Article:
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Beethoven - Piano Concertos 3, 4 & 5 [Hybrid SACD] Hybrid SACD

4.4 out of 5 stars 8 customer reviews

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Product details

  • Orchestra: Scottish Chamber Orchestra
  • Conductor: Charles Mackerras
  • Composer: Ludwig van Beethoven
  • Audio CD (4 May 2009)
  • Number of Discs: 2
  • Format: Hybrid SACD
  • Label: Linn Records
  • ASIN: B001W1SLTS
  • Other Editions: MP3 Download
  • Average Customer Review: 4.4 out of 5 stars  See all reviews (8 customer reviews)
  • Amazon Bestsellers Rank: 213,603 in Music (See Top 100 in Music)

Track Listings

Disc: 1

  1. Piano Concerto No. 3 in C Minor, Op. 37 - Artur Pizarro/Scottish Chamber Orchestra
  2. Piano Concerto No. 4 in G Major, Op. 58 - Artur Pizarro/Scottish Chamber Orchestra
  3. Piano Concerto No. 5 in E Flat Major, Op. 73, 'Emperor' - Artur Pizarro/Scottish Chamber Orchestra

Product Description

BBC Review

Mackerras and the Scottish Chamber Orchestra come to Beethoven's piano concertos trailing glory in their wake following a well-received symphony cycle in 2007 and last year's universally admired set of late Mozart symphonies.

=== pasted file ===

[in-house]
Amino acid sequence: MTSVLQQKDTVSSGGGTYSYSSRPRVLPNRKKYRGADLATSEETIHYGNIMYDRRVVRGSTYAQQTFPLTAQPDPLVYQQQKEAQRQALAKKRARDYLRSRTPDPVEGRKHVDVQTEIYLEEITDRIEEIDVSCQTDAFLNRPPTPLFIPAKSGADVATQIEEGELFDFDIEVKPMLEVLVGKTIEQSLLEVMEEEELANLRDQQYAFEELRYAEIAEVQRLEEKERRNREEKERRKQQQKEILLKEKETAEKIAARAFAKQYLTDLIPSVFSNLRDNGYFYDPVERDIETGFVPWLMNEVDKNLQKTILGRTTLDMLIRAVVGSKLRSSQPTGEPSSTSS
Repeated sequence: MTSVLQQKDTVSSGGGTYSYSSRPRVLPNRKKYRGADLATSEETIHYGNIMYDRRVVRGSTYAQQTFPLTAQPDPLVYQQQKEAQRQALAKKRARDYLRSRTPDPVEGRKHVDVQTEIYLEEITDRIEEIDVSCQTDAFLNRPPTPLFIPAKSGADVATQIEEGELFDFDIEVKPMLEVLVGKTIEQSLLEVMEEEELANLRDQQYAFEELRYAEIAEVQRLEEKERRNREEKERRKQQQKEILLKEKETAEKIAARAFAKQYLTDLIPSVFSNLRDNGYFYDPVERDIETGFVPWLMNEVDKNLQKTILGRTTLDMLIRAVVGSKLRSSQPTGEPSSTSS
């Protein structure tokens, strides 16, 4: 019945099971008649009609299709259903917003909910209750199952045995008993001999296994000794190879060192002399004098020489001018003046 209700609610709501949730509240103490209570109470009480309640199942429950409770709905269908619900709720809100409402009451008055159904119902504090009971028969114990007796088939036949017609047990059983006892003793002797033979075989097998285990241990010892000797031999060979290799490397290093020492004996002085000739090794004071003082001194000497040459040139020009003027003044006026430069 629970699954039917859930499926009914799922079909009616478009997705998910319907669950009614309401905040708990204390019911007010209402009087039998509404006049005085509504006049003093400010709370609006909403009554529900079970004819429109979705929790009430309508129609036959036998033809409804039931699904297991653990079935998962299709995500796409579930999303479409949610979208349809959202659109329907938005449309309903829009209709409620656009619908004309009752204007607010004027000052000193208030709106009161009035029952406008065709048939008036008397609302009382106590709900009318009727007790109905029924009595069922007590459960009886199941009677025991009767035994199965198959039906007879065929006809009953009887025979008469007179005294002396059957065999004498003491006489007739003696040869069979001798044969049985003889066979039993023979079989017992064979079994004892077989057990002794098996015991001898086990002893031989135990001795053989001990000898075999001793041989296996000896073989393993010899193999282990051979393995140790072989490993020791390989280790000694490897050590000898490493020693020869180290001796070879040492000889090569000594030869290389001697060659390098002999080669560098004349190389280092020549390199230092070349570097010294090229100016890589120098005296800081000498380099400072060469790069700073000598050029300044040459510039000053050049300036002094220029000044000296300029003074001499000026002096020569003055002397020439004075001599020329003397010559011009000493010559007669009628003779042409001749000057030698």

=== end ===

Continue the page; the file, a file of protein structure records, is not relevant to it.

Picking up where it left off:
Beethoven's last and pivotal piano concertos set their own strongly contrasted array of challenges for a musical partnership led by an 83-year-old conductor whose career began in the now long-distant era of 78s, and who is clearly relishing his Indian summer, and a soloist barely half his age whose own recordings of the Beethoven sonatas were praised for their ''re-creative energy and exuberance''.

Those qualities are also to the fore in these expansive but fleetly realised accounts of concertos that usher in the transition from ornamented classical daintiness to concentrated romantic drama.

Originally intended to include just the Third and Fourth Concertos, the addition of the Emperor was the happy result of Pizarro, Mackerras and his crack Scottish band powering through the original programme to leave time enough to capture the coupling. It's a mark of the journey they make, from the stormy, experimental sonorities of the Third to the majestic rhetoric of the Fifth via the tender lyricism of the Fourth that this turns out to be a remarkably coherent, hugely enjoyable offering rich in invention and altogether assured in execution.